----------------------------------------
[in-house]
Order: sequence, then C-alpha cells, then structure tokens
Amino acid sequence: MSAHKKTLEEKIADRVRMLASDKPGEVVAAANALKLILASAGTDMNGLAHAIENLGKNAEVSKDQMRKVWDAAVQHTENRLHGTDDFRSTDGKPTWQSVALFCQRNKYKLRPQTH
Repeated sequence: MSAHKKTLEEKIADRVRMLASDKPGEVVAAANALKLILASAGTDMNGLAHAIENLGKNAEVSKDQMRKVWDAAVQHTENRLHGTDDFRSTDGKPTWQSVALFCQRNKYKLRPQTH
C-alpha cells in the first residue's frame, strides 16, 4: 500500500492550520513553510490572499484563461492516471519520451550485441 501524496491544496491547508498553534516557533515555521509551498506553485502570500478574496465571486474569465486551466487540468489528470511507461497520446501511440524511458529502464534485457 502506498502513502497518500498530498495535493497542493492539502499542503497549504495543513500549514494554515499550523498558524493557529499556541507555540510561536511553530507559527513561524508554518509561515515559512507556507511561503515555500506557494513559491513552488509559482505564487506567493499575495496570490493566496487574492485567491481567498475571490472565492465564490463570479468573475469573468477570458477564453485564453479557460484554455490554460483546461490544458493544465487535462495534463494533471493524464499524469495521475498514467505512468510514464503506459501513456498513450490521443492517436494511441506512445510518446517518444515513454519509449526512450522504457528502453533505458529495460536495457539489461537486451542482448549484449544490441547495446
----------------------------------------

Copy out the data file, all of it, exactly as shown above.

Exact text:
[in-house]
Order: sequence, then C-alpha cells, then structure tokens
Amino acid sequence: MSAHKKTLEEKIADRVRMLASDKPGEVVAAANALKLILASAGTDMNGLAHAIENLGKNAEVSKDQMRKVWDAAVQHTENRLHGTDDFRSTDGKPTWQSVALFCQRNKYKLRPQTH
Repeated sequence: MSAHKKTLEEKIADRVRMLASDKPGEVVAAANALKLILASAGTDMNGLAHAIENLGKNAEVSKDQMRKVWDAAVQHTENRLHGTDDFRSTDGKPTWQSVALFCQRNKYKLRPQTH
C-alpha cells in the first residue's frame, strides 16, 4: 500500500492550520513553510490572499484563461492516471519520451550485441 501524496491544496491547508498553534516557533515555521509551498506553485502570500478574496465571486474569465486551466487540468489528470511507461497520446501511440524511458529502464534485457 502506498502513502497518500498530498495535493497542493492539502499542503497549504495543513500549514494554515499550523498558524493557529499556541507555540510561536511553530507559527513561524508554518509561515515559512507556507511561503515555500506557494513559491513552488509559482505564487506567493499575495496570490493566496487574492485567491481567498475571490472565492465564490463570479468573475469573468477570458477564453485564453479557460484554455490554460483546461490544458493544465487535462495534463494533471493524464499524469495521475498514467505512468510514464503506459501513456498513450490521443492517436494511441506512445510518446517518444515513454519509449526512450522504457528502453533505458529495460536495457539489461537486451542482448549484449544490441547495446